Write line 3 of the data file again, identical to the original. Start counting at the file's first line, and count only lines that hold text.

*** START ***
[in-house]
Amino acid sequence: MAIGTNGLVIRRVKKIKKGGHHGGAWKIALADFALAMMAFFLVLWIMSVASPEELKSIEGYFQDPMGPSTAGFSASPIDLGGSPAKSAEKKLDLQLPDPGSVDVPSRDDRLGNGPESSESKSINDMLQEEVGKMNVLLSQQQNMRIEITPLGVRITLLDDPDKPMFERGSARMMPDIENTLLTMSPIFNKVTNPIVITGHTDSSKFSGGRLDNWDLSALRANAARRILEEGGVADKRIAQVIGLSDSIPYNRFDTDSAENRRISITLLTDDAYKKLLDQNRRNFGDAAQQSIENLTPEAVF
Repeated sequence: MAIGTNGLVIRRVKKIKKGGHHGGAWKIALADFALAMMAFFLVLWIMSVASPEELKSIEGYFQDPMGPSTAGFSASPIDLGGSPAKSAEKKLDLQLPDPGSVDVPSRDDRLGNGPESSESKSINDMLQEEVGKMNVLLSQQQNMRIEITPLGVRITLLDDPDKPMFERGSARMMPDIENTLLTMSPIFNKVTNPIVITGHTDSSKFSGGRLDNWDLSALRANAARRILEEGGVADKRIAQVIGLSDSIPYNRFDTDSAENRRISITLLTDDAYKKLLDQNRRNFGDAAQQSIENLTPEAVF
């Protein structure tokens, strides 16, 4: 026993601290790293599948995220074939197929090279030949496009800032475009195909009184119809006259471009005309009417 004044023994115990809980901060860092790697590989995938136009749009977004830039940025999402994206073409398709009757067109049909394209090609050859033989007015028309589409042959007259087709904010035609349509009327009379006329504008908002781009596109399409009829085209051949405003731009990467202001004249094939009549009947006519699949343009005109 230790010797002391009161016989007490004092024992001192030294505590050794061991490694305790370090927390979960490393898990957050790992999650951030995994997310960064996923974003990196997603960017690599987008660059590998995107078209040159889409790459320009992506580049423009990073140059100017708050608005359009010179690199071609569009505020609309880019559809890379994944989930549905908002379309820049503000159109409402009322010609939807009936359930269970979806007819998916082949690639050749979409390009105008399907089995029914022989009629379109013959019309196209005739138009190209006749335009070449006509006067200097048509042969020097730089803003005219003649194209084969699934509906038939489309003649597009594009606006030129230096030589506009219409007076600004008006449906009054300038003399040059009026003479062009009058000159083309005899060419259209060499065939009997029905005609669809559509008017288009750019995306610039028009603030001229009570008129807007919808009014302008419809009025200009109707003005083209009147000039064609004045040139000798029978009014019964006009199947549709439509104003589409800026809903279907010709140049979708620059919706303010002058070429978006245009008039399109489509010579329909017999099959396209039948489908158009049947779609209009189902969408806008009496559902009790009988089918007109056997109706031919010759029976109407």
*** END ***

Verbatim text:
Repeated sequence: MAIGTNGLVIRRVKKIKKGGHHGGAWKIALADFALAMMAFFLVLWIMSVASPEELKSIEGYFQDPMGPSTAGFSASPIDLGGSPAKSAEKKLDLQLPDPGSVDVPSRDDRLGNGPESSESKSINDMLQEEVGKMNVLLSQQQNMRIEITPLGVRITLLDDPDKPMFERGSARMMPDIENTLLTMSPIFNKVTNPIVITGHTDSSKFSGGRLDNWDLSALRANAARRILEEGGVADKRIAQVIGLSDSIPYNRFDTDSAENRRISITLLTDDAYKKLLDQNRRNFGDAAQQSIENLTPEAVF